Tag Archives: Horace Walpole

Finding demographics is not finding Nemo

My New Year’s resolution this year is to identify who I am writing for, and tailor my marketing strategy to that segment of the population.

I should have picked something simple, like losing weight, or bringing about world peace.

I would be lying if I said I write for one particular type of person–although Huw the Bard falls into the not-for-children category. I like to think my books can be enjoyed by both men and women.

Who are youIt’s just that I write whatever I’m in the mood to read, and I read everything, Fantasy first, sci-fi second, then mystery, historical, paranormal, books of political intrigue, books filled with naughty vampires. Romance, YA, hard sci-fi, epic fantasy–I read it all. This makes it difficult to categorize myself .

Looking in the mirror doesn’t help.

At IHop, I am a 55+, getting discounts and a special old people’s menu. I am a senior, according to AARP, and am entitled certain discounts when I produce that all-important AARP card.

These things tell me I am an older person, as does the mirror.

However, these visible signs don’t show the woman with mad kick-ball-skills, who plays Lego Star Wars until the grandchild says she’s had enough games for one day, and he’d like to play outside now. They don’t shed any light on me. the person who will read and reread a book until it is nothing but shreds–if I fell in love with it. The gray hair, the slightly less-than-svelte physique–these clues don’t offer a hint about my obsession with Final Fantasy XII.

And that is the problem.

I write for me, and I don’t know who I am.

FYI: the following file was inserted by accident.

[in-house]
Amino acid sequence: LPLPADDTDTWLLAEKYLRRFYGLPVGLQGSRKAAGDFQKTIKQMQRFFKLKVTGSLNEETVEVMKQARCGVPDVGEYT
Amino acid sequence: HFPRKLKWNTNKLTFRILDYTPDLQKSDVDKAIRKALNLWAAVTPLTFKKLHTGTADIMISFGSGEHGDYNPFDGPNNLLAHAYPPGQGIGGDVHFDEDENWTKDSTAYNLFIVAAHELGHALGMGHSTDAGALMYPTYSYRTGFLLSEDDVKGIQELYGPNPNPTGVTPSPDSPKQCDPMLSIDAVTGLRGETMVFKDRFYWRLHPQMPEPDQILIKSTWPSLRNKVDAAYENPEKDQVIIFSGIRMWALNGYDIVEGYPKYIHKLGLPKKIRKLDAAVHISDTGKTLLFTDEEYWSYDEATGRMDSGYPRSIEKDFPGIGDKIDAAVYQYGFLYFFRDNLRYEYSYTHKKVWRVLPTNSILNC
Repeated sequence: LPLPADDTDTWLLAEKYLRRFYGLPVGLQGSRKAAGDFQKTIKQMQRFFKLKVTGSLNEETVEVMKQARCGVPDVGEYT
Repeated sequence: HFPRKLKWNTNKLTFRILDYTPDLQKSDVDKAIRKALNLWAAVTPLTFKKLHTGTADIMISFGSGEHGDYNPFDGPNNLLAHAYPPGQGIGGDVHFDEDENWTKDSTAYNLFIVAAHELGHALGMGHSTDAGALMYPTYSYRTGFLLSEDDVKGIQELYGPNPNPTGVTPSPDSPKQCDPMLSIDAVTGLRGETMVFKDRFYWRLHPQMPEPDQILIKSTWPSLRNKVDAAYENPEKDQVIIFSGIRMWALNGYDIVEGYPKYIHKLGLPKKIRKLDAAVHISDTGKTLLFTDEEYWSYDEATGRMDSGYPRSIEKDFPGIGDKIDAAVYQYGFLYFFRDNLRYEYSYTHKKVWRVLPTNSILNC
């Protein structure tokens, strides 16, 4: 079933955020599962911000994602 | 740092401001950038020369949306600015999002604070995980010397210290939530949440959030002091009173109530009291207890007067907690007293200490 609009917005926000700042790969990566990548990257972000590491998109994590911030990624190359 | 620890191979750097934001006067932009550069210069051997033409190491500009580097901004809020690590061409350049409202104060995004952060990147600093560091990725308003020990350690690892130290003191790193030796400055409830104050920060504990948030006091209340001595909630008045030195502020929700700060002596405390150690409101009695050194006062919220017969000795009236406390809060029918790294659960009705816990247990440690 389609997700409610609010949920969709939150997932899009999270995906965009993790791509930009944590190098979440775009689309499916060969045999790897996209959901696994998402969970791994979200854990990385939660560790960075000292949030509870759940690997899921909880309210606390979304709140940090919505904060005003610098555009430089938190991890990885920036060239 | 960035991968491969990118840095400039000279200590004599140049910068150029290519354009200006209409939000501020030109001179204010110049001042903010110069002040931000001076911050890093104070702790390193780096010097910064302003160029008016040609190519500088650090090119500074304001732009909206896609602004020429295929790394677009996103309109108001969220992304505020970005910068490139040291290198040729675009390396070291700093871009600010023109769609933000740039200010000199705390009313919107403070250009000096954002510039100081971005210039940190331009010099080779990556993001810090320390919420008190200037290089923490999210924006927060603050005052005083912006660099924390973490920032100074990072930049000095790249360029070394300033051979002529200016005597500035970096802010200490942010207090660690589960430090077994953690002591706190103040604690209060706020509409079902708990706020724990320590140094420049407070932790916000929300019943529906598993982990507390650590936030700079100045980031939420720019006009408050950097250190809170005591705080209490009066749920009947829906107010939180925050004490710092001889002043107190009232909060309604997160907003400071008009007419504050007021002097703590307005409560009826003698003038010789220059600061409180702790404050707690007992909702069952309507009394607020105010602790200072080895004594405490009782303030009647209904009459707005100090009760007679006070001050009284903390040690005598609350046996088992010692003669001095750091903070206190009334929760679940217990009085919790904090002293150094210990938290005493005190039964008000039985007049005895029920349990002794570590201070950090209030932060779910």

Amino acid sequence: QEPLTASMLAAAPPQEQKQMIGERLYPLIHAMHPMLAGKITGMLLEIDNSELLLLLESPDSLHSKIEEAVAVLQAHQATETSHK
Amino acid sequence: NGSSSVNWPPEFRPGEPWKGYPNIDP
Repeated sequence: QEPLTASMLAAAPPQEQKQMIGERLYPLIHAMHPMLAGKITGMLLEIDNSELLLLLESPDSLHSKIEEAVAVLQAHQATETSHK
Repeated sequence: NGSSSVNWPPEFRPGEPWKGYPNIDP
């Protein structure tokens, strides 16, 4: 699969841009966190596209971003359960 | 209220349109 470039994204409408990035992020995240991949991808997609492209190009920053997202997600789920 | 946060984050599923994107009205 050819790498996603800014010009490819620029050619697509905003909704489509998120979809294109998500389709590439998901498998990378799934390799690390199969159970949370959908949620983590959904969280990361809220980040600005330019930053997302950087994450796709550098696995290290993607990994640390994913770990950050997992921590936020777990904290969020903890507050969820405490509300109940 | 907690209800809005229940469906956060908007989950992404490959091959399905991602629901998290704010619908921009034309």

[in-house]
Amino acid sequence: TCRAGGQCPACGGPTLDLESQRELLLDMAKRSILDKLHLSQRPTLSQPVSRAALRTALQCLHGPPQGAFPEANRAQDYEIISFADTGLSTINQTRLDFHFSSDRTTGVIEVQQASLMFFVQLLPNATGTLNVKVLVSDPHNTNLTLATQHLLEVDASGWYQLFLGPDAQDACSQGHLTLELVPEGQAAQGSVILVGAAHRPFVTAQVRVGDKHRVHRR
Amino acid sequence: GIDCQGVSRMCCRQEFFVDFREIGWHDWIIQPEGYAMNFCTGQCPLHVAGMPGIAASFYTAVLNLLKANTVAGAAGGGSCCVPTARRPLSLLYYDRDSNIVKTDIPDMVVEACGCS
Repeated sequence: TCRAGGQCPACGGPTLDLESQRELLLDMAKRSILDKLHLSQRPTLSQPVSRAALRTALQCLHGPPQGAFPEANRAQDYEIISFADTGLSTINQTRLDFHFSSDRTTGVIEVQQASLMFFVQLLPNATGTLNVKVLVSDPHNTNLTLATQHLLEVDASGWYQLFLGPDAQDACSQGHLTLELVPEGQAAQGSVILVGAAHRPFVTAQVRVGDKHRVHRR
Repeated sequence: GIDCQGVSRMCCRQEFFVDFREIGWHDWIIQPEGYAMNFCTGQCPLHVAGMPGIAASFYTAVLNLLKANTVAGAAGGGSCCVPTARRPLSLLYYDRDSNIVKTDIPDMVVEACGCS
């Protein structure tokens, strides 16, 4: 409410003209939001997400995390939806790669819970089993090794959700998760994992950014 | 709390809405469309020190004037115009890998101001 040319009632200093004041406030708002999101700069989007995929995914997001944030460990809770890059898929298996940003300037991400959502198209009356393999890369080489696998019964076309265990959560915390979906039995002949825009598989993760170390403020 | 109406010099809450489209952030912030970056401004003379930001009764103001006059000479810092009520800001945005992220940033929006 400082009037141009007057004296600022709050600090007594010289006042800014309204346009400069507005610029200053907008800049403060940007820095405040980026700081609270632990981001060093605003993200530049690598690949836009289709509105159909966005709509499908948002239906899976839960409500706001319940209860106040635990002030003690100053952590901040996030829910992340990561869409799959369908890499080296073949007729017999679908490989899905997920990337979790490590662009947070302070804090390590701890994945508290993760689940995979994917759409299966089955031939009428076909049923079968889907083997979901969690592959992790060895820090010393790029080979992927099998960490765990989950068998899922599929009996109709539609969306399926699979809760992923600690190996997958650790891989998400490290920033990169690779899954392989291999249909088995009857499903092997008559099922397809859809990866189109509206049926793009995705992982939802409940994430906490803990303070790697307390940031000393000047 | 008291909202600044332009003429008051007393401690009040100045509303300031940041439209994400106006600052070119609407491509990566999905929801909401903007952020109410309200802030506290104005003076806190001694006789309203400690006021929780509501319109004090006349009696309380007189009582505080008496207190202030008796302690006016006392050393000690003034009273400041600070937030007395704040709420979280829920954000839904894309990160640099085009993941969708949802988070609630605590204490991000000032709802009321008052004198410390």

The Creative Penn offers 5 tips to assist me in this process:

1. First we must isolate what types and/or groups of people the content of the book would interest.

Well-that is just the problem, isn’t it…but they do give an idea on how to approach that:

 "Diego Delso, Wikimedia Commons, License CC-BY-SA 3.0

“Diego Delso, Wikimedia Commons, License CC-BY-SA 3.0

“Example: If your book is about an archaeologist who uses Stone Henge to travel into the future, your book would probably interest history buffs as well as fans of speculative fiction/sci-fi.  If that hero happens to be a former Marine, your book might also interest military personnel and/or the families.” (It’s a direct quote, so I am ignoring the terrible itch to edit out the misspelling of Stonehenge.)

Okay–I think I can do this. My book details the adventures of a bard who is forced to  flee his comfortable existence and who finds himself running from one disaster to another with death-defying regularity.

2. Second, we must: identify other books that are comparable to your book and look at the profiles of those books’ main buyers/readers.

They also explain that concept a little further “The target audience isn’t always who the book was written for, but rather, who it ends up appealing to.  Twilight draws in tween and teenage girls with its premise involving a normal, everyday girl falling into a romance with an young, attractive male (the bread and butter of many young girls’ dreams), but it’s appeal stretched to the cross-section of middle-age female readers who love romance and enjoyed Anne Rice in her heyday.”